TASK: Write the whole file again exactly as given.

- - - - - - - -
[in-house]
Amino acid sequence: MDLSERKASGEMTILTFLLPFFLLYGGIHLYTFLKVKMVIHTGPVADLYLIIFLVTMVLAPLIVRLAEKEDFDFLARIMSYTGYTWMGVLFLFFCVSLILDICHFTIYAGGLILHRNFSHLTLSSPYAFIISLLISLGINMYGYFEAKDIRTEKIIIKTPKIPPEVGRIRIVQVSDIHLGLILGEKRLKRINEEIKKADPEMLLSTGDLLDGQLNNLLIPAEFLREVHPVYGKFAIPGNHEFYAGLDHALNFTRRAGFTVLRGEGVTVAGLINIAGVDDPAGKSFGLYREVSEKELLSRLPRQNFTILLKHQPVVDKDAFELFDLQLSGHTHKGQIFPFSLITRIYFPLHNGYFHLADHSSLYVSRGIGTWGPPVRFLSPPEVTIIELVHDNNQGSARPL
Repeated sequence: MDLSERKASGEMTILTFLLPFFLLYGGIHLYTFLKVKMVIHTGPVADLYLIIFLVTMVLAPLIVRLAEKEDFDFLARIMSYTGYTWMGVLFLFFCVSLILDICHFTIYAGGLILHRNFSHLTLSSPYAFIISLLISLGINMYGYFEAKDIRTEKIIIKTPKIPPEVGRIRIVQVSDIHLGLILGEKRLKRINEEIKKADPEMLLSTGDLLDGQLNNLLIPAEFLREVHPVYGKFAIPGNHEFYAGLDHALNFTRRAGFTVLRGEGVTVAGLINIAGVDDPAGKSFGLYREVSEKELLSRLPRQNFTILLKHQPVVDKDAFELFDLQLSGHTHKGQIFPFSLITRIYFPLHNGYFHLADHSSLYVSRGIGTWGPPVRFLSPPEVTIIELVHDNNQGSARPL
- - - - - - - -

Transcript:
[in-house]
Amino acid sequence: MDLSERKASGEMTILTFLLPFFLLYGGIHLYTFLKVKMVIHTGPVADLYLIIFLVTMVLAPLIVRLAEKEDFDFLARIMSYTGYTWMGVLFLFFCVSLILDICHFTIYAGGLILHRNFSHLTLSSPYAFIISLLISLGINMYGYFEAKDIRTEKIIIKTPKIPPEVGRIRIVQVSDIHLGLILGEKRLKRINEEIKKADPEMLLSTGDLLDGQLNNLLIPAEFLREVHPVYGKFAIPGNHEFYAGLDHALNFTRRAGFTVLRGEGVTVAGLINIAGVDDPAGKSFGLYREVSEKELLSRLPRQNFTILLKHQPVVDKDAFELFDLQLSGHTHKGQIFPFSLITRIYFPLHNGYFHLADHSSLYVSRGIGTWGPPVRFLSPPEVTIIELVHDNNQGSARPL
Repeated sequence: MDLSERKASGEMTILTFLLPFFLLYGGIHLYTFLKVKMVIHTGPVADLYLIIFLVTMVLAPLIVRLAEKEDFDFLARIMSYTGYTWMGVLFLFFCVSLILDICHFTIYAGGLILHRNFSHLTLSSPYAFIISLLISLGINMYGYFEAKDIRTEKIIIKTPKIPPEVGRIRIVQVSDIHLGLILGEKRLKRINEEIKKADPEMLLSTGDLLDGQLNNLLIPAEFLREVHPVYGKFAIPGNHEFYAGLDHALNFTRRAGFTVLRGEGVTVAGLINIAGVDDPAGKSFGLYREVSEKELLSRLPRQNFTILLKHQPVVDKDAFELFDLQLSGHTHKGQIFPFSLITRIYFPLHNGYFHLADHSSLYVSRGIGTWGPPVRFLSPPEVTIIELVHDNNQGSARPL